The topics that are getting me particularly animated at the moment are the number of people who are increasingly using the differences between us for political or economical capital.
I don’t remember enjoying the period between Christmas and New Year so much for a long time. I was working parts of it for the last two years but even before that, I didn’t seem to count it as a proper holiday. I’ve really gotten into it this year. We haven’t made plans – no travelling, no nights out, no shopping sprees, no madcap schemes for self-improvement. We have embarked on absolutely guilt-free resting, listening and reading. I’m not entirely sure we should feel guilty about those activities anyway. Rest, listening and reading being essential ingredients for curing the modern mania of 24/7 living and connectivity.
It occurred to me while watching the ‘wrong’ Scrooge. That is the one from 1970 with Albert Finney. The 1951 film with Alistair Sim is the ‘right’ one. Obviously, The Muppets’ Christmas Carol is the best of the genre. Some things about Christmas can be disappointing. Maybe the Dickens book that pertains most to Christmas is actually Great Expectations.
For the week before Christmas I get excited. Child-like excited. I get butterflies in my stomach. I enjoy the ‘to do’ list of festive things. I want to make it all perfect. Then I start to think about the supermarket ad version of Christmas. The big, bustling family. Games. Champagne in a big ice bucket. A perfectly fitting velvet dress. A handsome husband – OK I get that one, but no chance he’s wearing a suit. Snow falling. A puppy with a red bow around its neck. It’s absolutely ridiculous. It’s a work of fiction. It’s a nonsense spreading to make us feel like somehow we are failing so we buy stuff and feel like we are winning.
This Saturday was Small Business Saturday in the UK. This annual non-commercial campaign does good work highlighting the contribution small businesses make to the economy and the character of our town centres. Held on the first Saturday of December, it’s also a key day in the retail calendar. The day many people flock to the shops to do Christmas shopping after the all-important November payday.
This time last year, I was running a small business, Time Lifestyle Boutique. It was a gift shop in Dundee city centre, on the street that connects the civic centre of the City Square to McManus, the city’s current star museum ahead of V&A Dundee opening in 2018. I closed the business for good in March this year after a whirlwind adventure where I chased my dream, achieved what I always wanted to do and learned very valuable and hard lessons. Ultimately the business was not to be sustainable one but it was the start of a new chapter for me where I faced fears and made things happen in life. It’s in this spirit I have continued on my journey.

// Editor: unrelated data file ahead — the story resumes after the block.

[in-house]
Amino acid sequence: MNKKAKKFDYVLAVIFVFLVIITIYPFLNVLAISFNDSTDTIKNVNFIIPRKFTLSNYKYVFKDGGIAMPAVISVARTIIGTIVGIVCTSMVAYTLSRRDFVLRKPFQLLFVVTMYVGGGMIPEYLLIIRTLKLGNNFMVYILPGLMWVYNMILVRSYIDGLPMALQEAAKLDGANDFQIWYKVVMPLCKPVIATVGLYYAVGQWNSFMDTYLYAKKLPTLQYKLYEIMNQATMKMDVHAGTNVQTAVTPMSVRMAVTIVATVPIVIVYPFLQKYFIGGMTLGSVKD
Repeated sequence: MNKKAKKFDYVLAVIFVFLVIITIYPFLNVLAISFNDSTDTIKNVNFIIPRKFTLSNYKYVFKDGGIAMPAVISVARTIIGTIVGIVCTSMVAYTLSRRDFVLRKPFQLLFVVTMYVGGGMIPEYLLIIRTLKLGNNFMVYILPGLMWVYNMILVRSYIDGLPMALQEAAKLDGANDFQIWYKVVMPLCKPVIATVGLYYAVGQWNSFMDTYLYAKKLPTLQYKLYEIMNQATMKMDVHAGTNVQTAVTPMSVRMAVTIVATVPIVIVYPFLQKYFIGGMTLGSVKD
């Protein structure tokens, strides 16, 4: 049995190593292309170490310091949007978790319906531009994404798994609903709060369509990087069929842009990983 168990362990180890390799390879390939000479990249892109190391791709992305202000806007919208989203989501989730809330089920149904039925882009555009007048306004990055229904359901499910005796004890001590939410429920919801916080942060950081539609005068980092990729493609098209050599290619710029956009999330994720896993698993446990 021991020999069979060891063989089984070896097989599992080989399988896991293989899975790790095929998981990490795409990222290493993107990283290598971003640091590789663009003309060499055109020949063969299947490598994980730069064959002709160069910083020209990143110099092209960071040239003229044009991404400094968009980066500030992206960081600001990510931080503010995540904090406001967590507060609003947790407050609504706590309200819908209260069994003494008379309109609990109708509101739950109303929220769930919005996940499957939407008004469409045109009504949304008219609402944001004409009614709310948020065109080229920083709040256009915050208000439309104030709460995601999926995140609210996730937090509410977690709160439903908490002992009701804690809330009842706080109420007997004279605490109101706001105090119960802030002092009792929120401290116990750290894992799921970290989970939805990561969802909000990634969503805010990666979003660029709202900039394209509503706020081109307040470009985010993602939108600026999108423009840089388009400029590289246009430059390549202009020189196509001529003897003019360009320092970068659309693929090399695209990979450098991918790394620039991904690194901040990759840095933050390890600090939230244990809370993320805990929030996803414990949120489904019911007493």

The reason I bring up Time this week is because I thought about the shop more this weekend than I had for the last few months. Small Business Saturday was the day we would take the most money each year. I did a lot of promotion of the event and wrote and spoke a lot about how important it was. In 2014, I also coordinated a campaign for other city centre businesses to get involved with. We offered discounts and shared information about the other participating businesses in the spirit of collaboration, rather than competition. I hope that this awareness campaign has at least resonated with a few people who include small businesses in their buying habits to this day. It might just save other small businesses from the same fate as my own.
My Dad has a saying, ‘time solves everything’. When I am feeling cynical I think that’s because I will probably die before I get to the end of my to-do list and then I won’t have the to-do list anymore. When I am feeling more optimistic, I get it. The thing that is causing you to worry today will probably worry you less in six months’ time. The exception to this is DIY. Putting off a small leak will not be less of a worry in six months. It will lead you to the event that happened to me earlier today… getting a joiner in to replace the part-rotten bathroom floor.